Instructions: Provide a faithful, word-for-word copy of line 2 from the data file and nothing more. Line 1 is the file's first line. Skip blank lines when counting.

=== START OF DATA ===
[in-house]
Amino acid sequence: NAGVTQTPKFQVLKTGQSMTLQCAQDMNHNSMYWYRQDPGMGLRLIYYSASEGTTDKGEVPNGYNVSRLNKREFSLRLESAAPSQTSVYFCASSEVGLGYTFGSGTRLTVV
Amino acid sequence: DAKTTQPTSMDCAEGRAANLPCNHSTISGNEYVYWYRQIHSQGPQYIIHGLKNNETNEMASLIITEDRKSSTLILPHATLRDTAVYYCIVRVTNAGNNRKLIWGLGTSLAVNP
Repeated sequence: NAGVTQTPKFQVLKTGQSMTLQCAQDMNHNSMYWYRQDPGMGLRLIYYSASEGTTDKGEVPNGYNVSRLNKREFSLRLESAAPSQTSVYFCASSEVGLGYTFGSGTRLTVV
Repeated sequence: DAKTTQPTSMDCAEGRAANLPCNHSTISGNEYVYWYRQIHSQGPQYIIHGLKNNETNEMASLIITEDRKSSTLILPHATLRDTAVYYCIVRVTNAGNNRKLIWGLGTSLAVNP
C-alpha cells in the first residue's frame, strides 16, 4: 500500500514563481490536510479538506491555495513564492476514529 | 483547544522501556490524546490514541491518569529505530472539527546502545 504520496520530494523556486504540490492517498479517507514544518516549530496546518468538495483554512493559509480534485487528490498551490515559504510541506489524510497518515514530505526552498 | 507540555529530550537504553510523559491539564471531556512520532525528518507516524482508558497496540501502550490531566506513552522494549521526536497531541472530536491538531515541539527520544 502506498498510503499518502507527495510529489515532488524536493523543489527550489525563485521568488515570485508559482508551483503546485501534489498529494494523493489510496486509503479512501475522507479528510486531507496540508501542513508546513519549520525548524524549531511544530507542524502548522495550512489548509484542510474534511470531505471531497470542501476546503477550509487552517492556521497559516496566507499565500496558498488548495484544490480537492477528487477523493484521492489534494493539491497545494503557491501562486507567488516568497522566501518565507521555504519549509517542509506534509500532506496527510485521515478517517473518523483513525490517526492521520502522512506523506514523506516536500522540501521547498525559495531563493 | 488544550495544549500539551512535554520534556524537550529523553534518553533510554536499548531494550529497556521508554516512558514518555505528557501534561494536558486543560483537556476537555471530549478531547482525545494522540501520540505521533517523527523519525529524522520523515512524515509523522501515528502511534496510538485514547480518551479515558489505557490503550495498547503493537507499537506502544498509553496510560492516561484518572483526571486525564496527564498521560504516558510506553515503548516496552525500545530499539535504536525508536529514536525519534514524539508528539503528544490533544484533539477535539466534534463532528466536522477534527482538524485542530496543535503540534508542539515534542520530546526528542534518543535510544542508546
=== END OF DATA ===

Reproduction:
Amino acid sequence: NAGVTQTPKFQVLKTGQSMTLQCAQDMNHNSMYWYRQDPGMGLRLIYYSASEGTTDKGEVPNGYNVSRLNKREFSLRLESAAPSQTSVYFCASSEVGLGYTFGSGTRLTVV